One in 33 people will experience psychosis during their lives. That’s one student out of every high school algebra class in Pennsylvania.
Psychosis is a symptom that often accompanies serious mental illnesses like schizophrenia, schizoaffective disorder, or bipolar disorder. It involves loss of contact with reality, such as hallucinations (seeing or hearing things that others do not) or delusions (beliefs that are not based in reality).
First episodes of psychosis typically occur in teenagers and young adults between the ages of
15 and 30. Research shows that early treatment of psychosis can lessen the severity of the
illness throughout the course of someone’s life.
First Episode Psychosis programs help young people with symptoms of serious mental illness get the treatment they need to get better, get their lives on track, and pursue their life goals. Research conducted by the National Institute of Mental Health (NIMH) shows that, compared to typical care, people with early psychosis who receive Coordinated Specialty Care in FEP programs (CSC-FEP) experience greater improvement in their symptoms, relationships, and quality of life; are more involved in work or school; and stay in treatment longer.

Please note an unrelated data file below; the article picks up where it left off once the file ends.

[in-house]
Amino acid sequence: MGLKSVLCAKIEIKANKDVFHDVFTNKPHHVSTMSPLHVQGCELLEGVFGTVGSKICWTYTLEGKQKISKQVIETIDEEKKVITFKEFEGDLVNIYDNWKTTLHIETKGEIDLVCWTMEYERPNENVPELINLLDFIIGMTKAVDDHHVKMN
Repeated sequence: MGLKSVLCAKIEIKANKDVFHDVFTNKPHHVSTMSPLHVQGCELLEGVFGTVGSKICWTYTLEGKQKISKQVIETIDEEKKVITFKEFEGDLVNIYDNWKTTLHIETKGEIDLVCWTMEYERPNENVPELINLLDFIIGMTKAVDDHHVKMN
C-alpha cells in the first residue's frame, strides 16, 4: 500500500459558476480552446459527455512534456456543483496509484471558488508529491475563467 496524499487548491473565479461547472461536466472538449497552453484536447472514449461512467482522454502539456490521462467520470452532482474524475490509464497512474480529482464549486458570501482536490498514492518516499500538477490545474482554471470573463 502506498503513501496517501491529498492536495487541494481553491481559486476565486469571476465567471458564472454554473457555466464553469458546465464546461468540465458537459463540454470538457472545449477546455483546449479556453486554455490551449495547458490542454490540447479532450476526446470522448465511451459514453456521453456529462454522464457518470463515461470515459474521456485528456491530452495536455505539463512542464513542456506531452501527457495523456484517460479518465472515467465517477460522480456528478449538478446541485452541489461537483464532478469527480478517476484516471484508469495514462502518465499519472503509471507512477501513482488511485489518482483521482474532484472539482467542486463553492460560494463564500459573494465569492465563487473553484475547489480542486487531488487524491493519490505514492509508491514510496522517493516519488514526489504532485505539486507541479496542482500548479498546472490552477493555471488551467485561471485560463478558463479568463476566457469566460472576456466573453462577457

In January 2019, NAMI Keystone Pennsylvania launched #BackOnTrackPA. The goal of the statewide initiative is to bring awareness to the existing FEP programs in Pennsylvania and to highlight the positive impact these programs are having on young people and their families.
Pennsylvania currently has nine FEP program sites:
Early Onset Recovery Program
On My Way
Connect 2 Empower